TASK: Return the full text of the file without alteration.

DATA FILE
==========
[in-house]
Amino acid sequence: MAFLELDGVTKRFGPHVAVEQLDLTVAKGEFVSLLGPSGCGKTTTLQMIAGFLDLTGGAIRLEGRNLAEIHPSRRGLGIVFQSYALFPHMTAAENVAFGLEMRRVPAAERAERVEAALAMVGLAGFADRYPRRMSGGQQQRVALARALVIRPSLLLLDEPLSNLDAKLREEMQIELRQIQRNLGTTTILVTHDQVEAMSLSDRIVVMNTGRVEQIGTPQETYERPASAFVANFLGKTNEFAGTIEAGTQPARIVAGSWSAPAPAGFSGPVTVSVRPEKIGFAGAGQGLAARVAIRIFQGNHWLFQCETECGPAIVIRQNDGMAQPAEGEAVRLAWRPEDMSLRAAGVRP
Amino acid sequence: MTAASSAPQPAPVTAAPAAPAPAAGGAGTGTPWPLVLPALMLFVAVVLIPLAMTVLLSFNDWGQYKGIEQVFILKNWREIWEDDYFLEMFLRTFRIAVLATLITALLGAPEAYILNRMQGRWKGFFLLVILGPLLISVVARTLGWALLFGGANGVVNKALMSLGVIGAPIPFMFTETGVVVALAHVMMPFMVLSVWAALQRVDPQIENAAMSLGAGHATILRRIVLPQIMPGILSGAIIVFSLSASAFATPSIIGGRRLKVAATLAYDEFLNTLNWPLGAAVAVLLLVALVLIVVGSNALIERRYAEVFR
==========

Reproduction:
[in-house]
Amino acid sequence: MAFLELDGVTKRFGPHVAVEQLDLTVAKGEFVSLLGPSGCGKTTTLQMIAGFLDLTGGAIRLEGRNLAEIHPSRRGLGIVFQSYALFPHMTAAENVAFGLEMRRVPAAERAERVEAALAMVGLAGFADRYPRRMSGGQQQRVALARALVIRPSLLLLDEPLSNLDAKLREEMQIELRQIQRNLGTTTILVTHDQVEAMSLSDRIVVMNTGRVEQIGTPQETYERPASAFVANFLGKTNEFAGTIEAGTQPARIVAGSWSAPAPAGFSGPVTVSVRPEKIGFAGAGQGLAARVAIRIFQGNHWLFQCETECGPAIVIRQNDGMAQPAEGEAVRLAWRPEDMSLRAAGVRP
Amino acid sequence: MTAASSAPQPAPVTAAPAAPAPAAGGAGTGTPWPLVLPALMLFVAVVLIPLAMTVLLSFNDWGQYKGIEQVFILKNWREIWEDDYFLEMFLRTFRIAVLATLITALLGAPEAYILNRMQGRWKGFFLLVILGPLLISVVARTLGWALLFGGANGVVNKALMSLGVIGAPIPFMFTETGVVVALAHVMMPFMVLSVWAALQRVDPQIENAAMSLGAGHATILRRIVLPQIMPGILSGAIIVFSLSASAFATPSIIGGRRLKVAATLAYDEFLNTLNWPLGAAVAVLLLVALVLIVVGSNALIERRYAEVFR